Jozy Altidore is sure to start and has played very well thus far.  He has been a nightmare for defenders, continuously drawing fouls in dangerous areas because they have no other way to stop him.  He has also been very good at not losing his cool or getting impatient.  For his own sake, I hope a goal comes, but either way, he must keep his cool tomorrow.  Another yellow card means he will miss the following game if, god willing, they advance.


Vegas/UK oddsmakers have the US at about +135 to win, the favorites compared to +200 for Ghana.  Stating the obvious, but we aren’t the only ones who think this is a winnable game.  However, just b/c it is winnable doesn’t mean that by showing up they will win, Ghana will come to play and play for the all of Africa (a massive continent if you haven’t noticed).

Keeping things tidy in the first 20 minutes is imperative.  After that the flow of the game should establish itself.  I expect possession to stay fairly even which should give the US plenty of chances to cause trouble in the box.  Good service from Cherundolo and give-n-gos with Michael Bradley have been the impetus for a lot of chances through the first three games and can really put the pressure on the Black Stars defense.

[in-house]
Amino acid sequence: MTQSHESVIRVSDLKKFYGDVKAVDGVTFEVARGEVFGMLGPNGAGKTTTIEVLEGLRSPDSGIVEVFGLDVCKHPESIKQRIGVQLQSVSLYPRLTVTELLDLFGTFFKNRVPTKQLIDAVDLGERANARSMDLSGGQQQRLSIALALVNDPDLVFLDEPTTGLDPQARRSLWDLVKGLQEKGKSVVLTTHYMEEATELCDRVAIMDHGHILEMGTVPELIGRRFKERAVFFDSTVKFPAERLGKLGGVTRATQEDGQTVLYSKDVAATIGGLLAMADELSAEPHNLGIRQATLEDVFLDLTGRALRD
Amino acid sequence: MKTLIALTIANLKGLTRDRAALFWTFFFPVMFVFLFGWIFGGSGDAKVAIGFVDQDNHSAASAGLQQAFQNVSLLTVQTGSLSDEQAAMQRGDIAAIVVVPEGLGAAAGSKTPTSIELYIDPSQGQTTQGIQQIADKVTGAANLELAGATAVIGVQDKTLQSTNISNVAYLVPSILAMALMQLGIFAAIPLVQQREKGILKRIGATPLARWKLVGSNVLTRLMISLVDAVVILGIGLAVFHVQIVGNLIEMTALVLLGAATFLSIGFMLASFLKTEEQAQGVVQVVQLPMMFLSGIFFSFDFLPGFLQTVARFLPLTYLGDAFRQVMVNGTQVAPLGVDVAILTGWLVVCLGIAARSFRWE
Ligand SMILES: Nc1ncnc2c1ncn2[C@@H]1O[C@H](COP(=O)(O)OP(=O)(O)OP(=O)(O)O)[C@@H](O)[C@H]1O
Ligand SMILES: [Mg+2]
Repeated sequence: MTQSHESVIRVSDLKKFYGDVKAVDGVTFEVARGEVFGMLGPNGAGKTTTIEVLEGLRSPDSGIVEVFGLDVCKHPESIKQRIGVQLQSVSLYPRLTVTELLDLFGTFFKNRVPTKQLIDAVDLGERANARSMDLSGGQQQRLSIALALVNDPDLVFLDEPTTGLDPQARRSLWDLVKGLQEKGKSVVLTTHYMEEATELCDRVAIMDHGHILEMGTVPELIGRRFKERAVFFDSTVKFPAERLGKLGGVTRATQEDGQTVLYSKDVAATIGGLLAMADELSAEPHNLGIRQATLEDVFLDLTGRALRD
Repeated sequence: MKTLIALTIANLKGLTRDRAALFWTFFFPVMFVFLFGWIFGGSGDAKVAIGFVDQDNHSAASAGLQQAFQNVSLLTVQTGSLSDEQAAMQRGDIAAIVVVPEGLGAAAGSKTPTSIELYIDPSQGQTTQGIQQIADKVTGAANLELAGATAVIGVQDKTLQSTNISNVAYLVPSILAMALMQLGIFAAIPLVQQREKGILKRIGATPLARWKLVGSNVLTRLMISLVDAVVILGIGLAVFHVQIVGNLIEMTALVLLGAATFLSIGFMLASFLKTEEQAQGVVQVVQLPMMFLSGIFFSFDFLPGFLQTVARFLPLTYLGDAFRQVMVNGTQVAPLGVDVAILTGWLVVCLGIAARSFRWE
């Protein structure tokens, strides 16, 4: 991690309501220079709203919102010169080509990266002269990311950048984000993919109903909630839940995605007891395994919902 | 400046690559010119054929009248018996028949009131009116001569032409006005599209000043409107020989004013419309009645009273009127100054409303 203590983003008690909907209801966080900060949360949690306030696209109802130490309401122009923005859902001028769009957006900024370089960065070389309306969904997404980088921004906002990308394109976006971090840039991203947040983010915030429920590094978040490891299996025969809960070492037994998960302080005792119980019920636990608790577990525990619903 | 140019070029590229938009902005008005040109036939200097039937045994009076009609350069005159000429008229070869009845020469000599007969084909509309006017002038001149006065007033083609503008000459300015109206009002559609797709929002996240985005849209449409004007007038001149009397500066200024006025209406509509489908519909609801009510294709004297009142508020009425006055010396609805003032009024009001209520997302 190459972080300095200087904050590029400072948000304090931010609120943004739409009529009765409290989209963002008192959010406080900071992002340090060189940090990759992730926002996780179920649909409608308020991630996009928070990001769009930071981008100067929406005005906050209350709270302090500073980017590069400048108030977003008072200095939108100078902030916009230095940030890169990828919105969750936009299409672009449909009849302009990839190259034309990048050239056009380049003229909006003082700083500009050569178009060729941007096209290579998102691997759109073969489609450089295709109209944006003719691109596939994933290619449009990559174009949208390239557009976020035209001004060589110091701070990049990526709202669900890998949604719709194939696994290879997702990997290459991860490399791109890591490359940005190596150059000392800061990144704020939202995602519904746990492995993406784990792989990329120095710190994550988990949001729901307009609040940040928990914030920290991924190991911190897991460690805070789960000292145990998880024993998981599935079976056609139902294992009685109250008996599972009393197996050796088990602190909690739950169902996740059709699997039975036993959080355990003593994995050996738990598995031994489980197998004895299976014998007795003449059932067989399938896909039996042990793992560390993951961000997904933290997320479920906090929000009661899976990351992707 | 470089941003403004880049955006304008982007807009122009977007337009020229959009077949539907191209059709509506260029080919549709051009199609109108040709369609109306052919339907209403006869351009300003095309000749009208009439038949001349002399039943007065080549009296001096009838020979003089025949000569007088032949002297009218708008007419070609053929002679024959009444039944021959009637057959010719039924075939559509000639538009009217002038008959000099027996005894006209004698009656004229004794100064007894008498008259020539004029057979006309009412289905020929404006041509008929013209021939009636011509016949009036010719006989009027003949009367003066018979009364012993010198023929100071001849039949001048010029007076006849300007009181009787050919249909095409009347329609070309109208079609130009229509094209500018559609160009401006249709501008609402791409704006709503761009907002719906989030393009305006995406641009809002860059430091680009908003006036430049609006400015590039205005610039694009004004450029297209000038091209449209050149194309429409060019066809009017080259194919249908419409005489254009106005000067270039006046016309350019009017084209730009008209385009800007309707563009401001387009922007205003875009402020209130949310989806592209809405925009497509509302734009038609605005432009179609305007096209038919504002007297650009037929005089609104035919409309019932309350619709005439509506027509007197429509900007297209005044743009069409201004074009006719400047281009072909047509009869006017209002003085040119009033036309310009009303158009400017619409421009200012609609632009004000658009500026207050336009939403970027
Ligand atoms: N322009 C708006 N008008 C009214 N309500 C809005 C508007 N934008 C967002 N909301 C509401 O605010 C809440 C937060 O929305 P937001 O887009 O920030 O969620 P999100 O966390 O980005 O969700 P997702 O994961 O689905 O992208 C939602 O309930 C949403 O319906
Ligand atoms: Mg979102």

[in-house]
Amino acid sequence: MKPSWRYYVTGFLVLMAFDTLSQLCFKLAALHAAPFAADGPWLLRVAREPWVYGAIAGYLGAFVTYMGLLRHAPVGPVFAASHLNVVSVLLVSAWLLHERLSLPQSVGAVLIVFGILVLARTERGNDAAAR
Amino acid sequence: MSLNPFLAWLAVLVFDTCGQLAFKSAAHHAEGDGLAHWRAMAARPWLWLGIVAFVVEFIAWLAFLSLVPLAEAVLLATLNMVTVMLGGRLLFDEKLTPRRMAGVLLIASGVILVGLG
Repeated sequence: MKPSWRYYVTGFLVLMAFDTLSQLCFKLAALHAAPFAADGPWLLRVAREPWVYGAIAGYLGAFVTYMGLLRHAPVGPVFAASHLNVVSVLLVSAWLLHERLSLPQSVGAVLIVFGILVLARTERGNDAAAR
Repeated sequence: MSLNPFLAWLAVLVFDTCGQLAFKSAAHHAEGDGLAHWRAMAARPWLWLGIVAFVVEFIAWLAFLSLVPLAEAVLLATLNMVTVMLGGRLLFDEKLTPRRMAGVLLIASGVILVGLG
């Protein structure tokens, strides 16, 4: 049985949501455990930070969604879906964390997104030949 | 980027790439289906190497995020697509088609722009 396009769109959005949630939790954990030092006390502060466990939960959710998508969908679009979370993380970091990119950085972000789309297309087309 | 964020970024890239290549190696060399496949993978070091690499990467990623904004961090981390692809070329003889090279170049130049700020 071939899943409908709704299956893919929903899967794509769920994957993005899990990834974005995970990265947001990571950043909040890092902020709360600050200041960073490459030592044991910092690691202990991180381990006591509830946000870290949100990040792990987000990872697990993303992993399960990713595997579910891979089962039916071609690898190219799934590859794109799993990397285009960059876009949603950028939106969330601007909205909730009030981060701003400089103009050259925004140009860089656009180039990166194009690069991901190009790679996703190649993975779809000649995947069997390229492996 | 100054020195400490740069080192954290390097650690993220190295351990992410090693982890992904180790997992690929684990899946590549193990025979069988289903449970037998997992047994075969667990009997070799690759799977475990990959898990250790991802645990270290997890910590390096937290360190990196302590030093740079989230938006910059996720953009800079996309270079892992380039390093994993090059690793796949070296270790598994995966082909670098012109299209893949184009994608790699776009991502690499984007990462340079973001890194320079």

Despite the stress this team has caused through the group stage, I have complete faith in Bob Bradley and the staff to have them both mentally and physically prepared.  A two day turnaround isn’t easy, especially after such an emotional win, but this is a resilient bunch and if they play their game they have an excellent chance to continue this run.

Et al

My dude, Joe Posnanski with a great blog post on the US team.  I think his description of Donovan’s goal as the most emotional goal in US Soccer history is the most accurate one so far.